The principle of examination, the reasoned analysis of human conditions and the discussion of causes, far from culminating in disillusioned nihilism, everywhere aroused the democratic spirit, the life of sentiment and of human feeling: in the drama, with Marivaux, Diderot and La Chausse; in art, with Chardin and Greuze; and in the salons, in view of the suppression of privilege.
In the first part of his vocation the novelists of his own youth, such as Marivaux, Richardson and Prevost, may be said to have shown him the way, though he improved greatly upon them; in the second he was almost a creator.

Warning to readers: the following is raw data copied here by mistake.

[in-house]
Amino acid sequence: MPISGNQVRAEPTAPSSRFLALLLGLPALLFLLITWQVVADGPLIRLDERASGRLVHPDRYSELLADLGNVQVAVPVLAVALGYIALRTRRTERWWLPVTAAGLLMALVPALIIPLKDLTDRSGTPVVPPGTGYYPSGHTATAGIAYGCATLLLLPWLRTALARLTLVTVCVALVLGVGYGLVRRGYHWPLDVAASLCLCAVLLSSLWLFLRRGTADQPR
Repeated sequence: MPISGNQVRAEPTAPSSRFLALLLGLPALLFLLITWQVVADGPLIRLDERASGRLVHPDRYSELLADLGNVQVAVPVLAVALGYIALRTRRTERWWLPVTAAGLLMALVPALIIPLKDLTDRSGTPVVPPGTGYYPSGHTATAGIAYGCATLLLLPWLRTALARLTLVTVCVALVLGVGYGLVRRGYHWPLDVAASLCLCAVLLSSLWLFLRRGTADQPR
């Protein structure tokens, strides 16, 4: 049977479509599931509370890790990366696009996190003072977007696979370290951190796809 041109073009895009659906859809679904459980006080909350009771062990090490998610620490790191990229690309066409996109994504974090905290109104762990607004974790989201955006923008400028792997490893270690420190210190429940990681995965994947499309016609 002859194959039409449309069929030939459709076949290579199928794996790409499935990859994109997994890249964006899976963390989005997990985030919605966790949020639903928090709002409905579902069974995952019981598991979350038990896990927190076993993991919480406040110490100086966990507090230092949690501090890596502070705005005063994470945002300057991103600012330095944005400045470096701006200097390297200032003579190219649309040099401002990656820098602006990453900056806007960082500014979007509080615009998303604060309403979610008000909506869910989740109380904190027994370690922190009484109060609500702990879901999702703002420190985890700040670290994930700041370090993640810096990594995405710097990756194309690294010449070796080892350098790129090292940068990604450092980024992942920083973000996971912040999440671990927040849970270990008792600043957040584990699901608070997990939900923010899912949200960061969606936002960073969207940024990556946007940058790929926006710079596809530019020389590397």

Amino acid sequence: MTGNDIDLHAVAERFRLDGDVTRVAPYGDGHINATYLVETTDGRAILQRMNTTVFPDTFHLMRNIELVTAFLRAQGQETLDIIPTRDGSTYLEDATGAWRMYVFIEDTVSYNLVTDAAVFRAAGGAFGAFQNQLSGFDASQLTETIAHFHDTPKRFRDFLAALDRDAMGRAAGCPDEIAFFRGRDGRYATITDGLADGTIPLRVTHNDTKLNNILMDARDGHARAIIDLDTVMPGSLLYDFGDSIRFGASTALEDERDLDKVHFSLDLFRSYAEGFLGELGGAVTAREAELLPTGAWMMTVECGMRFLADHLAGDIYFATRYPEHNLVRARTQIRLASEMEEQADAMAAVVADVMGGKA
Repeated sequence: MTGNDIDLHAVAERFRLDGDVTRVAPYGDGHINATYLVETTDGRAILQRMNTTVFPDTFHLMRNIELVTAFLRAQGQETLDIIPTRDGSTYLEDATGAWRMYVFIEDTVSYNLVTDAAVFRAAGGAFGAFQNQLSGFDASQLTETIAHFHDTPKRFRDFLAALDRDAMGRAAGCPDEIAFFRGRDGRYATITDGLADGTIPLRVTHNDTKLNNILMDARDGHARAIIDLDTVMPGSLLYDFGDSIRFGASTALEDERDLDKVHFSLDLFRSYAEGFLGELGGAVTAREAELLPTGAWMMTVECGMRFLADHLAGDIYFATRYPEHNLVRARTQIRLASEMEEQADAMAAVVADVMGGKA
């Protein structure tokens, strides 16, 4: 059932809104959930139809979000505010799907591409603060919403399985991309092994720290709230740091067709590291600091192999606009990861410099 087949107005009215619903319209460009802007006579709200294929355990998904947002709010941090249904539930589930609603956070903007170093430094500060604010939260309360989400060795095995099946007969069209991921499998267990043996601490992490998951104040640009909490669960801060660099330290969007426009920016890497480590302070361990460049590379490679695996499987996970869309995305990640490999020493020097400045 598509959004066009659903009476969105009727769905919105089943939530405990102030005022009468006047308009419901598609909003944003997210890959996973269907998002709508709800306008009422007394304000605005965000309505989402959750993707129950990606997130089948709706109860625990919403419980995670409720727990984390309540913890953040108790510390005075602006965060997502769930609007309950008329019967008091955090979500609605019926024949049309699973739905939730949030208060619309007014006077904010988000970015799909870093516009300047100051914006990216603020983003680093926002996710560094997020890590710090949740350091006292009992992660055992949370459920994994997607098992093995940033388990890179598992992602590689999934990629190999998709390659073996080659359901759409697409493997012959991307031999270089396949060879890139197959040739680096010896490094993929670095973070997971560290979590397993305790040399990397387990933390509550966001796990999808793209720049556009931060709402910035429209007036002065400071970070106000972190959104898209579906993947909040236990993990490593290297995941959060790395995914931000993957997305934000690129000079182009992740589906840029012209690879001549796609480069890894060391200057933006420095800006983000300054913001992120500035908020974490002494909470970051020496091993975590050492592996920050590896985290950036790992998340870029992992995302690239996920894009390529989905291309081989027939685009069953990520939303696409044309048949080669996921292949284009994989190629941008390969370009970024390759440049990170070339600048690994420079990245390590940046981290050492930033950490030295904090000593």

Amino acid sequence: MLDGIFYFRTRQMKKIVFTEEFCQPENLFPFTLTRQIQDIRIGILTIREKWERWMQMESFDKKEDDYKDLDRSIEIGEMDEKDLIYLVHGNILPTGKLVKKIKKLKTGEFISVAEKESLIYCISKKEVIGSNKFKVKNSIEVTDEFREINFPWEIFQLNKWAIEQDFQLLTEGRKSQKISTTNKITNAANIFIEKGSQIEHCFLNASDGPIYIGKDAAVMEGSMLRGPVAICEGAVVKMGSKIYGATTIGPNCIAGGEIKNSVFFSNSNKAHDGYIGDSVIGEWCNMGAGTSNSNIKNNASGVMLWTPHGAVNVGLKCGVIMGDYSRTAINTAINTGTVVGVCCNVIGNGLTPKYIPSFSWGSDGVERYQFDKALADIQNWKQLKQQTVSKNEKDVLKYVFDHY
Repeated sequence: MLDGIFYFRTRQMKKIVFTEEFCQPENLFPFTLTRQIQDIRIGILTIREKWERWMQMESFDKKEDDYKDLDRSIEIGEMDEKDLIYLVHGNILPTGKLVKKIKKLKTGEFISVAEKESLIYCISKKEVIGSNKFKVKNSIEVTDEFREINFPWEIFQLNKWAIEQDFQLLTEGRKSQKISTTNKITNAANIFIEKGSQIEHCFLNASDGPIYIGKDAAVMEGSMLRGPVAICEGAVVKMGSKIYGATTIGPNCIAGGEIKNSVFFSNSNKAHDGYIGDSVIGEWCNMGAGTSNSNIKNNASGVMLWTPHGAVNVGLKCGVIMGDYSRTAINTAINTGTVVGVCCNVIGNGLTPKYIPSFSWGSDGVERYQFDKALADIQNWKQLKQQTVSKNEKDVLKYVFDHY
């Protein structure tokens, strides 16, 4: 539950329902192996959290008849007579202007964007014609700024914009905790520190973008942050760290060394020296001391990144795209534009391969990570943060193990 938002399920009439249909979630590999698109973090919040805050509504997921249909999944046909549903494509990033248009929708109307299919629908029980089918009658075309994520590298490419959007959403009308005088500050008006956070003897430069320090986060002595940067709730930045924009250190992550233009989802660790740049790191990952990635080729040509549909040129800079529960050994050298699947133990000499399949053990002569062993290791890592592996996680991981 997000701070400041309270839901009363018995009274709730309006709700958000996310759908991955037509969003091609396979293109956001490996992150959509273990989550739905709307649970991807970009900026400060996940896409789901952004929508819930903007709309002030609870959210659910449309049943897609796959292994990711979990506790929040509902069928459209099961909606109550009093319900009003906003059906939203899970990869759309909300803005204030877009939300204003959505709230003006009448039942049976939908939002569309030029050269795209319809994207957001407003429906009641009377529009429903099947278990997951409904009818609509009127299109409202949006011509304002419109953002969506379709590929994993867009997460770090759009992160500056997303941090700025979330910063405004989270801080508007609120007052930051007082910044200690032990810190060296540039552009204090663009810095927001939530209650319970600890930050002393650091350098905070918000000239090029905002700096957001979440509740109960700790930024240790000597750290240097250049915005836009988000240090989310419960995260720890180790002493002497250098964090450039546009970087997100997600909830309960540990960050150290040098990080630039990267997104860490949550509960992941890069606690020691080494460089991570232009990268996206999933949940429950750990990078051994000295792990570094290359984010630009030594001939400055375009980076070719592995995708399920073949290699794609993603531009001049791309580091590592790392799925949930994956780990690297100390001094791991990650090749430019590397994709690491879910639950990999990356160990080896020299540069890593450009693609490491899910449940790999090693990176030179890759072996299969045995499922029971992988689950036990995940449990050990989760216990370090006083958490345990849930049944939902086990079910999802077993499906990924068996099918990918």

Marivaux brought out a Spectateur Francais (1722), which was coldly received; it was followed by fourteen or fifteen others, under the titles of La Spectatrice (1728-1730), Le Radoteur (1775), Le Babillard (1778-1779), &c. Of a similar character was Le Pour et le contre (1723-1740) of the abbe Prevost, which contained anecdotes and criticism, with special reference to Great Britain.
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